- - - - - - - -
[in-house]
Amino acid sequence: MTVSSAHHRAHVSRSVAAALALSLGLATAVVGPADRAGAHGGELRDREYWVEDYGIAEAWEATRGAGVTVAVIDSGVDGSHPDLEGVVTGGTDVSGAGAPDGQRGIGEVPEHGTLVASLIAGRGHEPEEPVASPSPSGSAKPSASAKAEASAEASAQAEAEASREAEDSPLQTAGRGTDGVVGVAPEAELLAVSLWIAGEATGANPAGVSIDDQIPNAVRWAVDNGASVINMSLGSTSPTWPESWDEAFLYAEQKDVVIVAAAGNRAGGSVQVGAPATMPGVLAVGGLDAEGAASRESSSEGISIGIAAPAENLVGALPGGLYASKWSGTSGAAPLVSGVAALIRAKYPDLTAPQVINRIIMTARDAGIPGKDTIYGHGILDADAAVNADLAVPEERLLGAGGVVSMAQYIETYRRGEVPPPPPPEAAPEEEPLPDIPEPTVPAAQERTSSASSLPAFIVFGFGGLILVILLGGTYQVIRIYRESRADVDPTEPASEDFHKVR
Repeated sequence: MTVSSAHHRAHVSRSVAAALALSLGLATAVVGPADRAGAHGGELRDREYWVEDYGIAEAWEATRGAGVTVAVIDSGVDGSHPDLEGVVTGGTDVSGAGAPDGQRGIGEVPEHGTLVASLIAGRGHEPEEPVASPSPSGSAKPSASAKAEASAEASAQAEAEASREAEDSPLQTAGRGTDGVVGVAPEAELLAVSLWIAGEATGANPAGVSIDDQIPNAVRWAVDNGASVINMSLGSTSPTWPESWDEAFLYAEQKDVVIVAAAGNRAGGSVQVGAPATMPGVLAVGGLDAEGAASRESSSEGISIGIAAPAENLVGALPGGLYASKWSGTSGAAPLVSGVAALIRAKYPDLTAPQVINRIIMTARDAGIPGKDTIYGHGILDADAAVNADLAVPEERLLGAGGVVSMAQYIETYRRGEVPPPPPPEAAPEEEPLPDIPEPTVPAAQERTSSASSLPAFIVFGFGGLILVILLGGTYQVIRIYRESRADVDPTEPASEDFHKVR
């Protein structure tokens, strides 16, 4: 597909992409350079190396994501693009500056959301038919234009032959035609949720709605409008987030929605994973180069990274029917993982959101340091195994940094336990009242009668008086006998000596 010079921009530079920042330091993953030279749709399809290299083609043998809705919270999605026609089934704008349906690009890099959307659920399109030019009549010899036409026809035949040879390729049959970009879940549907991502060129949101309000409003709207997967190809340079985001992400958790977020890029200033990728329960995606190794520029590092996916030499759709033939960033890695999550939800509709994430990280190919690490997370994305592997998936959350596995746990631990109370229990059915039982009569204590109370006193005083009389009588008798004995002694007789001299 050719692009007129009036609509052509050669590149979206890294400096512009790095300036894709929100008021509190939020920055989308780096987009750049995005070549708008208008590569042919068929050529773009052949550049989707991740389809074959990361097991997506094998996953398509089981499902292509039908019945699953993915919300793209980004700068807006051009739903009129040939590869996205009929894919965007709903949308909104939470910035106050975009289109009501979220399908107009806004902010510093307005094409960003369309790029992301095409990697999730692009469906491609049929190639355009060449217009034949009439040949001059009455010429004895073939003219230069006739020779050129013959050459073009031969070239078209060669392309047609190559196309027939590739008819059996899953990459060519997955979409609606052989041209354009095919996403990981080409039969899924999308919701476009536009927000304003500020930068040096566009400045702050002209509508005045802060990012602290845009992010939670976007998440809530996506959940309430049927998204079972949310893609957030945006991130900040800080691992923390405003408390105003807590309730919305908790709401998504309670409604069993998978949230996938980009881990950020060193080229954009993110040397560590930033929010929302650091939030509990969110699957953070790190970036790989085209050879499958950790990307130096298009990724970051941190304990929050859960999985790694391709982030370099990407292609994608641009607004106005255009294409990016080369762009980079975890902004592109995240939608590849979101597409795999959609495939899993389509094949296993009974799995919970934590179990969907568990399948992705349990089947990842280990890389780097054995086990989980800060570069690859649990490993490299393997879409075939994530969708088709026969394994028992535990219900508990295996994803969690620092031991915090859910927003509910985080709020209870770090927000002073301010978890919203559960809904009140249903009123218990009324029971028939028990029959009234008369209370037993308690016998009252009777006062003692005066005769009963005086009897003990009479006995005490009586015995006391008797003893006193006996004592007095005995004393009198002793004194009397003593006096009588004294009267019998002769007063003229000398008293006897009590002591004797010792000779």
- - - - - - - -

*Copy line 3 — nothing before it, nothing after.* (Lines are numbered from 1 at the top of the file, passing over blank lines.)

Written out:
Repeated sequence: MTVSSAHHRAHVSRSVAAALALSLGLATAVVGPADRAGAHGGELRDREYWVEDYGIAEAWEATRGAGVTVAVIDSGVDGSHPDLEGVVTGGTDVSGAGAPDGQRGIGEVPEHGTLVASLIAGRGHEPEEPVASPSPSGSAKPSASAKAEASAEASAQAEAEASREAEDSPLQTAGRGTDGVVGVAPEAELLAVSLWIAGEATGANPAGVSIDDQIPNAVRWAVDNGASVINMSLGSTSPTWPESWDEAFLYAEQKDVVIVAAAGNRAGGSVQVGAPATMPGVLAVGGLDAEGAASRESSSEGISIGIAAPAENLVGALPGGLYASKWSGTSGAAPLVSGVAALIRAKYPDLTAPQVINRIIMTARDAGIPGKDTIYGHGILDADAAVNADLAVPEERLLGAGGVVSMAQYIETYRRGEVPPPPPPEAAPEEEPLPDIPEPTVPAAQERTSSASSLPAFIVFGFGGLILVILLGGTYQVIRIYRESRADVDPTEPASEDFHKVR